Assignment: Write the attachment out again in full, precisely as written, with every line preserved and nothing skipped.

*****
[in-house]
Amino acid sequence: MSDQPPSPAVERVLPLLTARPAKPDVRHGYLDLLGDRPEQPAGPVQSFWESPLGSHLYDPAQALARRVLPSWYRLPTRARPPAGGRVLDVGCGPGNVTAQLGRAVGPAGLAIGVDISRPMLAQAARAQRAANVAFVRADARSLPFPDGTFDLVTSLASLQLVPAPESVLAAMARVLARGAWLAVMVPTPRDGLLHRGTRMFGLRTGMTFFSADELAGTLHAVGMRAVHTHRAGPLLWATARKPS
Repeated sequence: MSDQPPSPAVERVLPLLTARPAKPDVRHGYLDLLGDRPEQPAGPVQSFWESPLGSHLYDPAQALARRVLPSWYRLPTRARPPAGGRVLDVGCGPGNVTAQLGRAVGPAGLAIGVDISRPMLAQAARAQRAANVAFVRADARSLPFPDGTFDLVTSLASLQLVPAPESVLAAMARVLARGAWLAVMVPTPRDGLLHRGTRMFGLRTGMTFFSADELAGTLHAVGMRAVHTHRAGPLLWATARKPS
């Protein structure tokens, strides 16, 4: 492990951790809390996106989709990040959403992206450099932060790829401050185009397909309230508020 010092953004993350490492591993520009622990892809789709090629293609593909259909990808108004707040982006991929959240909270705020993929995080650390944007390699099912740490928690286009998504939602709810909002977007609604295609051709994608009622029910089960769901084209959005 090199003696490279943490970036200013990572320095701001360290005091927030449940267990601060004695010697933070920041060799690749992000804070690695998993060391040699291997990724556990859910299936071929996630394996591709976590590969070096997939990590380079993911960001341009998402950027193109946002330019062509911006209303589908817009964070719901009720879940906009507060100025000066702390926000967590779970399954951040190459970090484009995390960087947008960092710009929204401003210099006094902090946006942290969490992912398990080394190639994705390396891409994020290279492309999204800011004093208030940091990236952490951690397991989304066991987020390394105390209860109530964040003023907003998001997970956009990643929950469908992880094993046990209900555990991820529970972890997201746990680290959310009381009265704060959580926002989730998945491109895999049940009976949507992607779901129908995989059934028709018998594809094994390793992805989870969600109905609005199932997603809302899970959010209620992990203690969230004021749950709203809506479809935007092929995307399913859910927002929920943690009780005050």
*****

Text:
[in-house]
Amino acid sequence: MSDQPPSPAVERVLPLLTARPAKPDVRHGYLDLLGDRPEQPAGPVQSFWESPLGSHLYDPAQALARRVLPSWYRLPTRARPPAGGRVLDVGCGPGNVTAQLGRAVGPAGLAIGVDISRPMLAQAARAQRAANVAFVRADARSLPFPDGTFDLVTSLASLQLVPAPESVLAAMARVLARGAWLAVMVPTPRDGLLHRGTRMFGLRTGMTFFSADELAGTLHAVGMRAVHTHRAGPLLWATARKPS
Repeated sequence: MSDQPPSPAVERVLPLLTARPAKPDVRHGYLDLLGDRPEQPAGPVQSFWESPLGSHLYDPAQALARRVLPSWYRLPTRARPPAGGRVLDVGCGPGNVTAQLGRAVGPAGLAIGVDISRPMLAQAARAQRAANVAFVRADARSLPFPDGTFDLVTSLASLQLVPAPESVLAAMARVLARGAWLAVMVPTPRDGLLHRGTRMFGLRTGMTFFSADELAGTLHAVGMRAVHTHRAGPLLWATARKPS
């Protein structure tokens, strides 16, 4: 492990951790809390996106989709990040959403992206450099932060790829401050185009397909309230508020 010092953004993350490492591993520009622990892809789709090629293609593909259909990808108004707040982006991929959240909270705020993929995080650390944007390699099912740490928690286009998504939602709810909002977007609604295609051709994608009622029910089960769901084209959005 090199003696490279943490970036200013990572320095701001360290005091927030449940267990601060004695010697933070920041060799690749992000804070690695998993060391040699291997990724556990859910299936071929996630394996591709976590590969070096997939990590380079993911960001341009998402950027193109946002330019062509911006209303589908817009964070719901009720879940906009507060100025000066702390926000967590779970399954951040190459970090484009995390960087947008960092710009929204401003210099006094902090946006942290969490992912398990080394190639994705390396891409994020290279492309999204800011004093208030940091990236952490951690397991989304066991987020390394105390209860109530964040003023907003998001997970956009990643929950469908992880094993046990209900555990991820529970972890997201746990680290959310009381009265704060959580926002989730998945491109895999049940009976949507992607779901129908995989059934028709018998594809094994390793992805989870969600109905609005199932997603809302899970959010209620992990203690969230004021749950709203809506479809935007092929995307399913859910927002929920943690009780005050």